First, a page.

You’re probably already familiar with the game Wordle — it was a hit in 2021 and then took the world by storm when The New York Times purchased it in 2022. The gameplay is simple to understand, but still challenging. Players have to identify a word through trial and error by making guesses to identify matching letters and letter positions. Ches’ Halloween costume called “Hallo Wordl” lets passersby play a physical version of the game.
Hallo Wordl’s gameplay is similar to standard Wordle, except that the words are all spooky. Those can include words like “ghost” or “foggy.” There doesn’t seem to be any dictionary checking, so players can enter a string of characters that isn’t a real world. But that isn’t a big deal when this mostly acts as an icebreaker for Halloween parties. Players can enter their guesses using a small 12-button keypad through T9-style typing (though there is no predictive text). That might stop gen-z from playing Hallo Wordl, but it provides a much more compact and affordable interface than a full keyboard.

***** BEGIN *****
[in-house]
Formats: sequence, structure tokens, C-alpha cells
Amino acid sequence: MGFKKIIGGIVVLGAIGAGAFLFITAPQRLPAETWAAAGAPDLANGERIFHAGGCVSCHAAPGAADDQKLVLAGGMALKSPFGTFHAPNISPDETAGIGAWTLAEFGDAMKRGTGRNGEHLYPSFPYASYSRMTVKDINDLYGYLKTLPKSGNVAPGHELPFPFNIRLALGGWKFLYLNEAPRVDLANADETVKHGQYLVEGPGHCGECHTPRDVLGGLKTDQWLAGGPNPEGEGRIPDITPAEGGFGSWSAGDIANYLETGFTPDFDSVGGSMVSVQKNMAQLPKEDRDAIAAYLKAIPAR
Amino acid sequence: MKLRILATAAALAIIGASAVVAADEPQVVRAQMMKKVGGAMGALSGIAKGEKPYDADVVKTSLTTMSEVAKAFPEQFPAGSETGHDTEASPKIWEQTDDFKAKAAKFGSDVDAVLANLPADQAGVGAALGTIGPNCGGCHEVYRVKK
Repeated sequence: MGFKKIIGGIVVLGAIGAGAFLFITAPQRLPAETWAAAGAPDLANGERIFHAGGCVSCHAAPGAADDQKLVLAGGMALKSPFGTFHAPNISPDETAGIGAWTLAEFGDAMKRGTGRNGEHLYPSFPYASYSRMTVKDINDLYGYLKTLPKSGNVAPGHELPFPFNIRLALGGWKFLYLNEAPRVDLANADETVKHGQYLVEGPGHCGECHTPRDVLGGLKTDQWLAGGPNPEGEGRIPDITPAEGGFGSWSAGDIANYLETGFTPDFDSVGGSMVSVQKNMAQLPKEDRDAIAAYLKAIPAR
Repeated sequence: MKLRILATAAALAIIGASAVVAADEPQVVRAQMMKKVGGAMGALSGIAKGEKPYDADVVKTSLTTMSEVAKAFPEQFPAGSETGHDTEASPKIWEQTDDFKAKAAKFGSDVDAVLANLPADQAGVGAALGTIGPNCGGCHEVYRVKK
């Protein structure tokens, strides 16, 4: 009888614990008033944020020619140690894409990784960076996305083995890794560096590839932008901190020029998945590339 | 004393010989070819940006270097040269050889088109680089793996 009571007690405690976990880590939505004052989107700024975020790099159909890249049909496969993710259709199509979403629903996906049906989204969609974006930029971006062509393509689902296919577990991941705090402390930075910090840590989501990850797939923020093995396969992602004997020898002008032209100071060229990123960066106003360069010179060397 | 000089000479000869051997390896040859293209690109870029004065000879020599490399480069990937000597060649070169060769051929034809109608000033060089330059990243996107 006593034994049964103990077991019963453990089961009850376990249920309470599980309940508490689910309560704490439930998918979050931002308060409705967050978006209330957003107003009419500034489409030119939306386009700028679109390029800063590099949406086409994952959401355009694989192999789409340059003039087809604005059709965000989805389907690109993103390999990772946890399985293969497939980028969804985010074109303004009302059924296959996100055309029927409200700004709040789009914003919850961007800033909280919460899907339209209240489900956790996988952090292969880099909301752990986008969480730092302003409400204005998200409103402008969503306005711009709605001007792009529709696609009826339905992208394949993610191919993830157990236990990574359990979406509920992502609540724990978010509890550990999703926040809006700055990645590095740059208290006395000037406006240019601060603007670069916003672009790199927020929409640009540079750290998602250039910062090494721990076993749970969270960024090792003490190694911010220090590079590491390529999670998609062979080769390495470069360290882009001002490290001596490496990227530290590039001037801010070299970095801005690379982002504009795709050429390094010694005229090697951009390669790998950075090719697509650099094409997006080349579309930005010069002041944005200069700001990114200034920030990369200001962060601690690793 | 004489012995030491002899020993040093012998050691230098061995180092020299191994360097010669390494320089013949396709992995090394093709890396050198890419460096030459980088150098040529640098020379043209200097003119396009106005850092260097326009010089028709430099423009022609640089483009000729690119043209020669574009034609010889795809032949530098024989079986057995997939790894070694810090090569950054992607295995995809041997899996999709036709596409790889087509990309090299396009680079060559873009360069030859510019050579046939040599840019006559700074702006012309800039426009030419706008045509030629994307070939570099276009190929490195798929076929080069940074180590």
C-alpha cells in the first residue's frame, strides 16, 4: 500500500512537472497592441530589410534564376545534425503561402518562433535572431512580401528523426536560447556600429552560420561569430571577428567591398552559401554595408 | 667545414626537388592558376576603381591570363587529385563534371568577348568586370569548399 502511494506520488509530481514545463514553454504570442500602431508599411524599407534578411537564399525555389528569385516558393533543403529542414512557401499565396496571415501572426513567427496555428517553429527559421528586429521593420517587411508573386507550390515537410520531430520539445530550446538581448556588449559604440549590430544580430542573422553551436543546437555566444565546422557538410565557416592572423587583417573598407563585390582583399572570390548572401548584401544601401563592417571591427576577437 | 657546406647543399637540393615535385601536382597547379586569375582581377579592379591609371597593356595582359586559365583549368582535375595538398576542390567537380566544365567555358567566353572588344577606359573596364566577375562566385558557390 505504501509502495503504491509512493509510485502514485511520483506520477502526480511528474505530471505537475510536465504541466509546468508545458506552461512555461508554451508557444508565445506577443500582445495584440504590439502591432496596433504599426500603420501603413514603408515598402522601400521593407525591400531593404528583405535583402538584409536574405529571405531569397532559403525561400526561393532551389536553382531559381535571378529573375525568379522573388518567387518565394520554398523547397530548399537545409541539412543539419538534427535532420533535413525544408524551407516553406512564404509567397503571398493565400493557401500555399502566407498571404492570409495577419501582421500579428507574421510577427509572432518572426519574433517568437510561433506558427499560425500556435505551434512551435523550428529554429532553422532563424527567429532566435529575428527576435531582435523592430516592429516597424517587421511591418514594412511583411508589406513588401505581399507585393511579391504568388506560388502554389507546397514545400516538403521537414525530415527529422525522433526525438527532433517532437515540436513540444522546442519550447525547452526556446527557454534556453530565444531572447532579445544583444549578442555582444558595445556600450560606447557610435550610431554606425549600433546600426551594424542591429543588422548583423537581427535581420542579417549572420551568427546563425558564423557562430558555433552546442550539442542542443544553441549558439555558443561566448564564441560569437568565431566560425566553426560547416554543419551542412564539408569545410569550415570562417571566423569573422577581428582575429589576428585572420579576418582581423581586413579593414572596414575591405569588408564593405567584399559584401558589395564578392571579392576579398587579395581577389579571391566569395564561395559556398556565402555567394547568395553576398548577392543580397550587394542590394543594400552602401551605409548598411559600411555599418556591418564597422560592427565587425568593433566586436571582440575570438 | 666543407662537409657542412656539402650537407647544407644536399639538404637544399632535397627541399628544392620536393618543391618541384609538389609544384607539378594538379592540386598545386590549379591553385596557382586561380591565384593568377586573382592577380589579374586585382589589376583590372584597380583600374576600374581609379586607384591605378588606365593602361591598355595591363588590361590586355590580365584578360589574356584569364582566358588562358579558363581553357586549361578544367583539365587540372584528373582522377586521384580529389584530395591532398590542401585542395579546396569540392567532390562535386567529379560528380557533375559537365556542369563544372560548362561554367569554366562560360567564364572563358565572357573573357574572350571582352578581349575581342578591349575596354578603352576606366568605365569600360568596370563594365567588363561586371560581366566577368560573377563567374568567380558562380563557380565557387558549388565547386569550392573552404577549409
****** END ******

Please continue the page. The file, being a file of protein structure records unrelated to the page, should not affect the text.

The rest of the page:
The game board displays on two 32×32 RGB LED matrix panels from Adafruit. An Arduino Mega 2560 controls the matrices using Adafruit’s GFX, Matrix Panel, and BusIO libraries. To generate a seed for randomly selecting a word, the Arduino polls one of the analog pins that doesn’t have anything connected and is therefore “floating.” Power comes from a 2200mAh 3s LiPo battery pack, which is good for around four hours of use. The components fit inside of a tombstone-shaped, 3D-printed enclosure that Ches can wear on his chest.
Ches already tried Hallo Wordl at a pre-Halloween event and reports that it was a success.
Read more about this on: Arduino Blog